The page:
There are three schools of thinking about the challenges facing the U.S.-ROK alliance and its future prospects the optimists, the pessimists, and the moderates. The optimists argue that the state of the alliance understood in broad terms, including the military security relationship, political and cultural affinities, economic bonds, and personal ties, is good. They believe that the issues and concerns arising in the day-to-day alliance management reflect its maturation, vitality, and resilience.

Anti-American protest
A group of student activists are chanting anti-American slogans on the tanks in a US military base in South Korea.

Obviously, both American and Korean sentiments toward the alliance are complex and range from strong support to indifference it is only natural in a democratic society. The optimists stress that it is incumbent on the national leadership in both countries to strengthen mutual understanding and personal trust and lead the alliance restructuring in such a way as to adept the military alliance to the evolving international threat environment, by making it a comprehensive security alliance. Its primary strategic mission should shift from the peninsular defense to the maintenance of regional stability.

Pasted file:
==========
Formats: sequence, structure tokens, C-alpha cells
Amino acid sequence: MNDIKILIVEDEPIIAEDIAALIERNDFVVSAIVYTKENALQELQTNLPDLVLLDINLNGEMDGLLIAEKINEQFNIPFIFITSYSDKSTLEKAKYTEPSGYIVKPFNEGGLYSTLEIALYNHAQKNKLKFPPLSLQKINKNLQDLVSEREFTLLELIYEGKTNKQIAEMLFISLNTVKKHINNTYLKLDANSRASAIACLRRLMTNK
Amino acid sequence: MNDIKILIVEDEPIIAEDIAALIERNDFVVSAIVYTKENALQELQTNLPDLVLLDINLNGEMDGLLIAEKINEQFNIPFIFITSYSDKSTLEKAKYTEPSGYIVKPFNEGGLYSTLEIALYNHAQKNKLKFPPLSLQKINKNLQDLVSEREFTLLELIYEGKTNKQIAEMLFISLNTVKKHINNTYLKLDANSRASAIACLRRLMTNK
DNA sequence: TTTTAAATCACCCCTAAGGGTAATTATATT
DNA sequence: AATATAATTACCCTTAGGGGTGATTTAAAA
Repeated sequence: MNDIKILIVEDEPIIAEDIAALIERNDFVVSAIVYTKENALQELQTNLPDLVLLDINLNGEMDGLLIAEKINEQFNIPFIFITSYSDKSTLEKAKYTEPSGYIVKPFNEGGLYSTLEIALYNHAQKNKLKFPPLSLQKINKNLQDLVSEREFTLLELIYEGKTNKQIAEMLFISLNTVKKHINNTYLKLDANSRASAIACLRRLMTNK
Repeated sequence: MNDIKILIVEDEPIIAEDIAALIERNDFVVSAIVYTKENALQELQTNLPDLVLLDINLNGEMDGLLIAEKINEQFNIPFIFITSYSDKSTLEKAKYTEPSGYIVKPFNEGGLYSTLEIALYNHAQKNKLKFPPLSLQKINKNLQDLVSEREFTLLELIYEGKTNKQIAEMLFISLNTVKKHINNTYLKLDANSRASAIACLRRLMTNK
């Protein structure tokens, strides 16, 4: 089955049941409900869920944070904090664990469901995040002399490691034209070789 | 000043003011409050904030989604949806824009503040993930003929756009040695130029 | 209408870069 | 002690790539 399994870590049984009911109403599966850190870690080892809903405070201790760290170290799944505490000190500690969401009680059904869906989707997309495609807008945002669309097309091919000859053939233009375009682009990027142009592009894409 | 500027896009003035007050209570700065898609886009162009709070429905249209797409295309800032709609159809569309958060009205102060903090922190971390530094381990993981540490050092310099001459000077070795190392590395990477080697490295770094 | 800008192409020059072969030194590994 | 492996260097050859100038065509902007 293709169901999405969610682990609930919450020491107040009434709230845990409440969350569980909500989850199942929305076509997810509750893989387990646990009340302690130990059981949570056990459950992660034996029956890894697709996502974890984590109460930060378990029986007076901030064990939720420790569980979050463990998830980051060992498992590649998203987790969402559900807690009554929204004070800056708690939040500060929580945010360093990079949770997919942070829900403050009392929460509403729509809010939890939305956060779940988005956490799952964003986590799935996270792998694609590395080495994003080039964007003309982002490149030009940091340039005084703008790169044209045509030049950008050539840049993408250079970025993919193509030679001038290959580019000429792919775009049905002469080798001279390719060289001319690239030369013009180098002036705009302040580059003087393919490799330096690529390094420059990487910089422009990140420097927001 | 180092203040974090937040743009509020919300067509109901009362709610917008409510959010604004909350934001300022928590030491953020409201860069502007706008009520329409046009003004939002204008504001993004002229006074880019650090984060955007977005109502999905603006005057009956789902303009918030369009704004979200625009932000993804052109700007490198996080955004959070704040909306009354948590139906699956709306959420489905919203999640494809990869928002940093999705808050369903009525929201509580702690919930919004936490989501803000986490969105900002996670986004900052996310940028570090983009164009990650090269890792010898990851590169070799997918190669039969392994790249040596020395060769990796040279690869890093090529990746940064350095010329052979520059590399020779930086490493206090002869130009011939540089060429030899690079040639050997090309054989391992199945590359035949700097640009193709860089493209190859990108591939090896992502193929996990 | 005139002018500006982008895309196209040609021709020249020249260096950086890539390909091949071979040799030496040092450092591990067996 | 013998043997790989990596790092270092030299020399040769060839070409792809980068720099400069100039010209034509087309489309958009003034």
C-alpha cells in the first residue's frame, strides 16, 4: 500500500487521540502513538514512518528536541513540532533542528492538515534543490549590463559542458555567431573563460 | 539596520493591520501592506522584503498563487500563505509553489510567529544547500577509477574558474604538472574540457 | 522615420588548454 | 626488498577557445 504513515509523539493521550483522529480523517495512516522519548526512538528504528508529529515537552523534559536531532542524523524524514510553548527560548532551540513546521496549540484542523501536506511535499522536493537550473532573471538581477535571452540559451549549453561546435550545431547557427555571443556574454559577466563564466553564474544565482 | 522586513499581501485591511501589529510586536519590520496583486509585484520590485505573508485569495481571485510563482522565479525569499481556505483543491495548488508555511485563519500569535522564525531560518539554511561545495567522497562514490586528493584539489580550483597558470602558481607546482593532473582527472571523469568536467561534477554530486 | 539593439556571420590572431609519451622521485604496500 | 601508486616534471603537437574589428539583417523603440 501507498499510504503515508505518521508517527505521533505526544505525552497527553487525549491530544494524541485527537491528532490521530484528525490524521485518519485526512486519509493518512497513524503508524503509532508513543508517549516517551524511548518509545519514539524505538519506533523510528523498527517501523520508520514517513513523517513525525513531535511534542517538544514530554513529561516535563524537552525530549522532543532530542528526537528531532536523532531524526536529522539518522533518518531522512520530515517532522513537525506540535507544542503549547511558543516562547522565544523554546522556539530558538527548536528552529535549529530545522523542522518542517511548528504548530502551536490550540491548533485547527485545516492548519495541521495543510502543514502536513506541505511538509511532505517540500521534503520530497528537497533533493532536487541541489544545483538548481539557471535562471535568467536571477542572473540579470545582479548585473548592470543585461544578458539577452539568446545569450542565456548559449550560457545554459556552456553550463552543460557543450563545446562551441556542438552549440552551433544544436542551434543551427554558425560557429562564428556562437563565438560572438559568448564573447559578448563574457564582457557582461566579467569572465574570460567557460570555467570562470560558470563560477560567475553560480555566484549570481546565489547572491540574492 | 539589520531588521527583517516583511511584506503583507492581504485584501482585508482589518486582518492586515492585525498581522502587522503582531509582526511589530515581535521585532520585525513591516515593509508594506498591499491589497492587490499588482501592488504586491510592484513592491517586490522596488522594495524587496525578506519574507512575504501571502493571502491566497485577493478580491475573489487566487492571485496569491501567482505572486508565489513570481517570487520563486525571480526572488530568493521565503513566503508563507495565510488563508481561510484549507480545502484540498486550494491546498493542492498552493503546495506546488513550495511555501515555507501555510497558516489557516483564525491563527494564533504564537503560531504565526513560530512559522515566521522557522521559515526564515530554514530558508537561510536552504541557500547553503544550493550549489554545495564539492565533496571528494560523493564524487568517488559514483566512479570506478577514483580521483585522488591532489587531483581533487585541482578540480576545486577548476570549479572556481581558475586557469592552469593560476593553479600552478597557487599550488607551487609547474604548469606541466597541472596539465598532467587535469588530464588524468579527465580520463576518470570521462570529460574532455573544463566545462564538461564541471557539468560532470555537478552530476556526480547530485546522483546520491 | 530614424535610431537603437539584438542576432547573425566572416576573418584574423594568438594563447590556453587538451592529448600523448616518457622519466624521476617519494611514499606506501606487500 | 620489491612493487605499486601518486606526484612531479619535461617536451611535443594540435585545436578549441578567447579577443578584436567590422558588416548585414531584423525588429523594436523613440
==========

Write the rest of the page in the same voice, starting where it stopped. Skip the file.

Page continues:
In contrast, the pessimists contend that our two nations are looking at the sunset of the US-ROK military alliance. The anti-American sentiment in the South has reached a critical mass (it is not "a radical few" or a "passing phenomenon"), and, if left unabated, it can destroy the alliance on its own. Public support for the USFK (US Forces in Korea) is crumbling both in the ROK and the United States. The USFK organizational structures are increasingly regarded as relics of the Cold War.